More articles from Life Sciences:

nachricht Research team creates new possibilities for medicine and materials sciences
22.01.2018 | Humboldt-Universität zu Berlin

nachricht Saarland University bioinformaticians compute gene sequences inherited from each parent
22.01.2018 | Universität des Saarlandes

All articles from Life Sciences >>>

The most recent press releases about innovation >>>

Die letzten 5 Focus-News des innovations-reports im Überblick:

Im Focus: Artificial agent designs quantum experiments

On the way to an intelligent laboratory, physicists from Innsbruck and Vienna present an artificial agent that autonomously designs quantum experiments. In initial experiments, the system has independently (re)discovered experimental techniques that are nowadays standard in modern quantum optical laboratories. This shows how machines could play a more creative role in research in the future.

We carry smartphones in our pockets, the streets are dotted with semi-autonomous cars, but in the research laboratory experiments are still being designed by...

Im Focus: Scientists decipher key principle behind reaction of metalloenzymes

So-called pre-distorted states accelerate photochemical reactions too

What enables electrons to be transferred swiftly, for example during photosynthesis? An interdisciplinary team of researchers has worked out the details of how...

Im Focus: The first precise measurement of a single molecule's effective charge

For the first time, scientists have precisely measured the effective electrical charge of a single molecule in solution. This fundamental insight of an SNSF Professor could also pave the way for future medical diagnostics.

Electrical charge is one of the key properties that allows molecules to interact. Life itself depends on this phenomenon: many biological processes involve...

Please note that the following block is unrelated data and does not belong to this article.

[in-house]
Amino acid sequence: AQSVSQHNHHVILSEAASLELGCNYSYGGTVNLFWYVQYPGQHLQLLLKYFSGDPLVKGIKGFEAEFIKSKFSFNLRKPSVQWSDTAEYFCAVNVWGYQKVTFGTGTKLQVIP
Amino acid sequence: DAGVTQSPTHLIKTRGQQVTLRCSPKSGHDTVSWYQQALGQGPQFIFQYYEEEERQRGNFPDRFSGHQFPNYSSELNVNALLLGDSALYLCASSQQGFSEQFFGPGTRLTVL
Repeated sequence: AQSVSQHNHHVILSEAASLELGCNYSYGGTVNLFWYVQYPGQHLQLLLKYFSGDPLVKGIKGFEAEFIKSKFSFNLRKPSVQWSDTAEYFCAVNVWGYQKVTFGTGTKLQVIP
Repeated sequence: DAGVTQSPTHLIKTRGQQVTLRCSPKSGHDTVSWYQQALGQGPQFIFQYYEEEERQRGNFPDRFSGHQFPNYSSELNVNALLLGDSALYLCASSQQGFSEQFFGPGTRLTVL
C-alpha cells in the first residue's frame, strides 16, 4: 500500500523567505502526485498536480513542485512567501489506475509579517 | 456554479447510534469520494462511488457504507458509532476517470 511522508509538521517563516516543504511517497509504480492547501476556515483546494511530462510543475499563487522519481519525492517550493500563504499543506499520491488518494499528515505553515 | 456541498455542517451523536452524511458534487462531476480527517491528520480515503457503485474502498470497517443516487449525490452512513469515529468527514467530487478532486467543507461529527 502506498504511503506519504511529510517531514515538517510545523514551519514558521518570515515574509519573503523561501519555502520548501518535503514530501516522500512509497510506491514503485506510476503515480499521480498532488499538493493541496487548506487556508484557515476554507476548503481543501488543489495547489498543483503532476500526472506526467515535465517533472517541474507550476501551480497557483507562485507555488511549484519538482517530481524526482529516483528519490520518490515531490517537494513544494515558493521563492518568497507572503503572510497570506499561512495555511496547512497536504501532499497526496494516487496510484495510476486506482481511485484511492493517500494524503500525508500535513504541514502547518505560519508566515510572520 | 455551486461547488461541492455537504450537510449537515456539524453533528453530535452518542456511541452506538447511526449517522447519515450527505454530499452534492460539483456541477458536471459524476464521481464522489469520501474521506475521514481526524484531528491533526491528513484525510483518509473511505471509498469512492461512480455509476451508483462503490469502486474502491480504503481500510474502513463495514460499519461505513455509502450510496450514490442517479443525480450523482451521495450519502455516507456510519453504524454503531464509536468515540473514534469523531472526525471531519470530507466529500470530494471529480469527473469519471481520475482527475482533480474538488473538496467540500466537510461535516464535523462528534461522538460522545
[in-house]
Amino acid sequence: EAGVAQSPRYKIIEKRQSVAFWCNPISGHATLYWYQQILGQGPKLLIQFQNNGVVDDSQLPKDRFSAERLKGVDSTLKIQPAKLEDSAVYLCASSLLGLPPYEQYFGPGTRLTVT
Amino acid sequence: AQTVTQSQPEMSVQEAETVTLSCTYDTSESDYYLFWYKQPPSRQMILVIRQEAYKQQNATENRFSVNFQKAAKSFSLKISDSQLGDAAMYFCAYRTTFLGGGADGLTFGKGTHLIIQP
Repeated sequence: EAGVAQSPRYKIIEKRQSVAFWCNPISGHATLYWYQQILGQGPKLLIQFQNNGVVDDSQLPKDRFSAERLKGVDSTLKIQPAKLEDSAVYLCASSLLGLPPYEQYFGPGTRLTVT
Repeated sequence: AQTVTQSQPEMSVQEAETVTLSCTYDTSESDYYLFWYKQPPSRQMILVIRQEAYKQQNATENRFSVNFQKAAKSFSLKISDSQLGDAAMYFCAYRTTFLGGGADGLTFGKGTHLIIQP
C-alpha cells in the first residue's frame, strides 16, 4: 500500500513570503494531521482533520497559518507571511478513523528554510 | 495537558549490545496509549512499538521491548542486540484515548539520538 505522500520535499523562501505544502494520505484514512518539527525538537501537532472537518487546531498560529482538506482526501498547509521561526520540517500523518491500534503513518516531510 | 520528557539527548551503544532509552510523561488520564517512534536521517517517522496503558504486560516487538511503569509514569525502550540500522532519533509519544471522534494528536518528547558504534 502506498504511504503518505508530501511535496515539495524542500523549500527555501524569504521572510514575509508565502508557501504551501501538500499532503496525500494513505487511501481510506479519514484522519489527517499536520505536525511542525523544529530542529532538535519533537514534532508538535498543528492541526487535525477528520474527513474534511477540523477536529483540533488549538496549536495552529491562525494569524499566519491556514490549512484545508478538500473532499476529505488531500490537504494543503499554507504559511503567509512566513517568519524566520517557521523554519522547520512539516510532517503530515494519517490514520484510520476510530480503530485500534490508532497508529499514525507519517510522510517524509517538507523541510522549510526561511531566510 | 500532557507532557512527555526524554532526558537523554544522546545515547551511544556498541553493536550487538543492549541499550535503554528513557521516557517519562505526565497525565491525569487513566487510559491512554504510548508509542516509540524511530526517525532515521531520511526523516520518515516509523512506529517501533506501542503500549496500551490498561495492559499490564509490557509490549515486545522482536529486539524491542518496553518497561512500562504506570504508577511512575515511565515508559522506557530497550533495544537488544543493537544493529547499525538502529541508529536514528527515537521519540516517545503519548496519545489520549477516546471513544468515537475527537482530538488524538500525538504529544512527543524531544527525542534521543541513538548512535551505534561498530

Im Focus: Paradigm shift in Paris: Encouraging an holistic view of laser machining

At the JEC World Composite Show in Paris in March 2018, the Fraunhofer Institute for Laser Technology ILT will be focusing on the latest trends and innovations in laser machining of composites. Among other things, researchers at the booth shared with the Aachen Center for Integrative Lightweight Production (AZL) will demonstrate how lasers can be used for joining, structuring, cutting and drilling composite materials.

No other industry has attracted as much public attention to composite materials as the automotive industry, which along with the aerospace industry is a driver...

Im Focus: Room-temperature multiferroic thin films and their properties

Scientists at Tokyo Institute of Technology (Tokyo Tech) and Tohoku University have developed high-quality GFO epitaxial films and systematically investigated their ferroelectric and ferromagnetic properties. They also demonstrated the room-temperature magnetocapacitance effects of these GFO thin films.

Multiferroic materials show magnetically driven ferroelectricity. They are attracting increasing attention because of their fascinating properties such as...

All Focus news of the innovation-report >>>

Anzeige

Anzeige

Event News

10th International Symposium: “Advanced Battery Power – Kraftwerk Batterie” Münster, 10-11 April 2018

08.01.2018 | Event News

See, understand and experience the work of the future

11.12.2017 | Event News

Innovative strategies to tackle parasitic worms

08.12.2017 | Event News

 
Latest News

Thanks for the memory: NIST takes a deep look at memristors

22.01.2018 | Materials Sciences

Radioactivity from oil and gas wastewater persists in Pennsylvania stream sediments

22.01.2018 | Earth Sciences

Saarland University bioinformaticians compute gene sequences inherited from each parent

22.01.2018 | Life Sciences

VideoLinks Wissenschaft & Forschung
Overview of more VideoLinks >>>